Then off to the Coto Donana, bumping over dirt tracks in Land Rovers, with Mr Muriel and the national park director, and both their entourages. "The jewel in the crown of Spain", it is a flat, delicately balanced expanse of marsh, dryland and dunes; the air is suffused with the scents of rosemary, lavender, and camomile. We stopped to see the deer, to see flamingos stalking daintily through the water and an imperial eagle, one of Europe's rarest birds, on its nest. By one lagoon, we were admiring a bright kingfisher and a pair of water turtles, when a wild boar suddenly trotted out from the undergrowth, stared at us, and turned tail.

A year ago to the day, at Prescott's first press conference in the job, a journalist patronisingly asked him what he knew about "biodiversity", the technical term for the wide range of the world's species. The new deputy PM had replied "nothing", adding that there was too much complicated language in the field.

As the boar departed, Prescott remembered this. He added: "Today is the day I really know what biodiversity means. It is like an elephant. You may not be able to describe it, but you know it when you see it."

On to the wide belt of shifting dunes on the coast of the reserve, where Prescott, wasting no time, lobbied the Spanish minister for backing for a British attempt to get a European directive setting standards for zoos. Then, as we stood in the sands sipping sherry and nibbling cured ham, a phone call came in on the mobile from the Spanish environment minister, Isobel Tocino. Prescott seized the opportunity to try to persuade Spain to reduce its targets for emissions of carbon dioxide, the main cause of global warming, in the EU negotiations due to come to a head this month. He ended the call saying he had had a "welcome" reaction.

LUNCH was at Tony and Cherie Blair's Easter hideaway, the white-washed Maris Millas Palace - a former hunting lodge in the heart of the Donana, complete with its own chapel, a stuffed lynx and a curious swimming pool raised above ground level to avoid the high water table. The Prime Minister had gone there, at the Spanish Premier's invitation, immediately after concluding Ulster's Good Friday agreement.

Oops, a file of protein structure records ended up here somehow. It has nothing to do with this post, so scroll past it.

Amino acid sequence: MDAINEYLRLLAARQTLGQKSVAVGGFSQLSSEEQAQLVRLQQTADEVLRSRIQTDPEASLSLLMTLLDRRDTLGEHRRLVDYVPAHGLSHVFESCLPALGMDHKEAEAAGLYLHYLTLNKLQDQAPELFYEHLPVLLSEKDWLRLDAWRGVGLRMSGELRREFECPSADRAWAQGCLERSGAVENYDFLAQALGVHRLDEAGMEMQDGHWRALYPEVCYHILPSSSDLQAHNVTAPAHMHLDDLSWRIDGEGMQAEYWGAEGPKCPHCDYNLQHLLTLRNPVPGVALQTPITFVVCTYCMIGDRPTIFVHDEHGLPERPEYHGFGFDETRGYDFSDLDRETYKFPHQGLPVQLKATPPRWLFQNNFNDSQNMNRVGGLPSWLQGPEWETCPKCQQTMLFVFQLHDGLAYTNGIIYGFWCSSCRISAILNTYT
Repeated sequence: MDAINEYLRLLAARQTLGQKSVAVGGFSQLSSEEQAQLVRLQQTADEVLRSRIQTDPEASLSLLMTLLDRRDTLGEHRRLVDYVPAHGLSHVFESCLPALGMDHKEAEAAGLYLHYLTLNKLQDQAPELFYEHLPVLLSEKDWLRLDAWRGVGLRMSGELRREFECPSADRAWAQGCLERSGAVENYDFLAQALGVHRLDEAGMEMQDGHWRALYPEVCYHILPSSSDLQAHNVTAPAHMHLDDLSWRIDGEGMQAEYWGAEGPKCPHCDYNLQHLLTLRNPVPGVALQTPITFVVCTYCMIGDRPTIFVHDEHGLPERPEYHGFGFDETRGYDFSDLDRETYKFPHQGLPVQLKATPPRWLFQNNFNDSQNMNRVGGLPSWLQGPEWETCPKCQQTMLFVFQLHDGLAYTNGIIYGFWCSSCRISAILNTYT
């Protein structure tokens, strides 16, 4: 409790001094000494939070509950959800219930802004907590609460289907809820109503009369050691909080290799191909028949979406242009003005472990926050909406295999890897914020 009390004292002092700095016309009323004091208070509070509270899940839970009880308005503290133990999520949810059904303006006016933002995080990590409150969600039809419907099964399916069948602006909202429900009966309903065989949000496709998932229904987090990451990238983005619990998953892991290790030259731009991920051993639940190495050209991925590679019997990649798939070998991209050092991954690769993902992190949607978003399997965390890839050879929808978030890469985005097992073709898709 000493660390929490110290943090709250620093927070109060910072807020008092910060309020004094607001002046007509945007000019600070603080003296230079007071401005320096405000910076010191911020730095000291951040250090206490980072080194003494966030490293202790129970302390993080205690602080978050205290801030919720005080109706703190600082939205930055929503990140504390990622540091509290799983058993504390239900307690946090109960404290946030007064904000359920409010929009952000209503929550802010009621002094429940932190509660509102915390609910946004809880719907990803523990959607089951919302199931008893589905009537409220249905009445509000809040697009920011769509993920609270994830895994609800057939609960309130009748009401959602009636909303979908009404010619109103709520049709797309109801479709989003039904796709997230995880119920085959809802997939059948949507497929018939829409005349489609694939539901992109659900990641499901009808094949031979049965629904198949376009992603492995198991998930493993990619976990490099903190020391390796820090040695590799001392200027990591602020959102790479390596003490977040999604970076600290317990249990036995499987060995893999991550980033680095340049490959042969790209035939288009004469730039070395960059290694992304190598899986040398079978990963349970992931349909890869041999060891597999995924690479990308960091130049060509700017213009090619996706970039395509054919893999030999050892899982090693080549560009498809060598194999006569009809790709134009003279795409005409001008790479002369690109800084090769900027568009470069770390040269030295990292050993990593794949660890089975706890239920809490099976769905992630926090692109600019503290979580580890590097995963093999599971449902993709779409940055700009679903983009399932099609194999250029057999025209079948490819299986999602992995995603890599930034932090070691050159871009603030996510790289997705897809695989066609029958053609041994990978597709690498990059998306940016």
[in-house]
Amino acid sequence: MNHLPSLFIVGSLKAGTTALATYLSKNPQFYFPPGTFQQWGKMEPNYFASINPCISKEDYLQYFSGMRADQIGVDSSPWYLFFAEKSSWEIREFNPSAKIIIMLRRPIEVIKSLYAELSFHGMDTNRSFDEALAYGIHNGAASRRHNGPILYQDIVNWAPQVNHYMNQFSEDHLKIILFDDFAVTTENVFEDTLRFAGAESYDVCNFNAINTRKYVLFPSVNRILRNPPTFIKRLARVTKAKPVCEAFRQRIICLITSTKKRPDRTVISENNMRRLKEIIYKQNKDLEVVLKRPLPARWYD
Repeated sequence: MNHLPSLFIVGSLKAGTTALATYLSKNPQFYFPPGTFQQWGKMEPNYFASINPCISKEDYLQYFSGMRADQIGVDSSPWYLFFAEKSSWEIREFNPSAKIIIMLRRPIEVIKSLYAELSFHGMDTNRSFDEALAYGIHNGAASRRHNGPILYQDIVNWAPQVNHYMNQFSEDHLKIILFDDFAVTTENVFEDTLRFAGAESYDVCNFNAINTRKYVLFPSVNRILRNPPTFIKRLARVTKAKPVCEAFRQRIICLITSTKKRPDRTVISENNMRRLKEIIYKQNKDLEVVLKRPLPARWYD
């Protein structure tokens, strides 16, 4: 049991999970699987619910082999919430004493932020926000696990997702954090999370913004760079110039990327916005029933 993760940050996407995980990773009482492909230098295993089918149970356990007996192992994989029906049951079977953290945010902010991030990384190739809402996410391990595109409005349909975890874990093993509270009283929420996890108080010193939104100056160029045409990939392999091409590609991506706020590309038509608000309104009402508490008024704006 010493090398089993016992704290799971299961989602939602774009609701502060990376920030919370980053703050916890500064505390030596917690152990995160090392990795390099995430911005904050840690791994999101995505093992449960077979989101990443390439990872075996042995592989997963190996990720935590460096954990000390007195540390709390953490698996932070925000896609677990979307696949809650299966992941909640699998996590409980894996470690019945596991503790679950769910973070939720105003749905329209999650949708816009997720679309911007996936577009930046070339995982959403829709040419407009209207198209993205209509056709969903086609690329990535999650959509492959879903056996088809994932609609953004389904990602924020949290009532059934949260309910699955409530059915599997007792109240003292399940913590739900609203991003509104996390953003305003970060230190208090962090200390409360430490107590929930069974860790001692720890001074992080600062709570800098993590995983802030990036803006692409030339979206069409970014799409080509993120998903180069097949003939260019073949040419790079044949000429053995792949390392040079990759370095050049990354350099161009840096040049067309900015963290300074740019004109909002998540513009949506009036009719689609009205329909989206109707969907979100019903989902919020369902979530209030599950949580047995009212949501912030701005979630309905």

"I must admit I didn't know what to expect, and if I had it wouldn't have been as good as I found," Prescott told his hosts in the blue wood- panelled dining-room. He added that when he speaks at the council of European environment ministers this month, "it will be with vivid pictures in my mind of what it is we have to save".

But the next images were of destruction and danger as we took off by helicopter to fly over the scene of last April's disaster. Some 10,000 acres of land beside the park have been buried under toxic mud, after a dam holding back mining waste broke and sent a 500-yard-wide black wall of poisonous water surging down the Guadiamar river towards the park.

We flew over field after blighted field - choked with mud full of toxic metals such as cadmium, nickel and manganese - all the way up to the black moonscape of the emptied reservoir behind the broken dam at the Los Fraiels mine, which is owned by a Swedish-Canadian company. Here fleets of trucks were removing the contaminated mud and dropping it down a disused open mine nearby.

All agricultural produce from the farmland in the area has been banned and the Andalusian government is about to start buying up all the contaminated land, compulsorily if needs be. It then plans to plant it with trees, which will soak up the heavy metals, creating a "green wall" of forest.

Despite raging for four days, the toxic tide was kept out of the national park while the waters leading into it were sealed off. But nobody knows what the long-term consequences will be. Many of the Donana's birds have long fed on the area now contaminated, and there are fears that the toxic metals may work their way up the food chain. And a quarter of the park's water supplies from local rivers have been shut off to keep the poison out, endangering the balance of its fragile ecology.

Then it was time to fly back to Gatwick where Prescott had a car waiting that would get him home to Hull - trying to sleep en route - by 3.30 yesterday morning.

Today he turns south again and flies off to New York to make a speech on drugs, sign a charter on saving the oceans, and do some more arm-twisting on global warming. On Tuesday he will be back in the Commons for parliamentary questions.

He seems to be earning his money.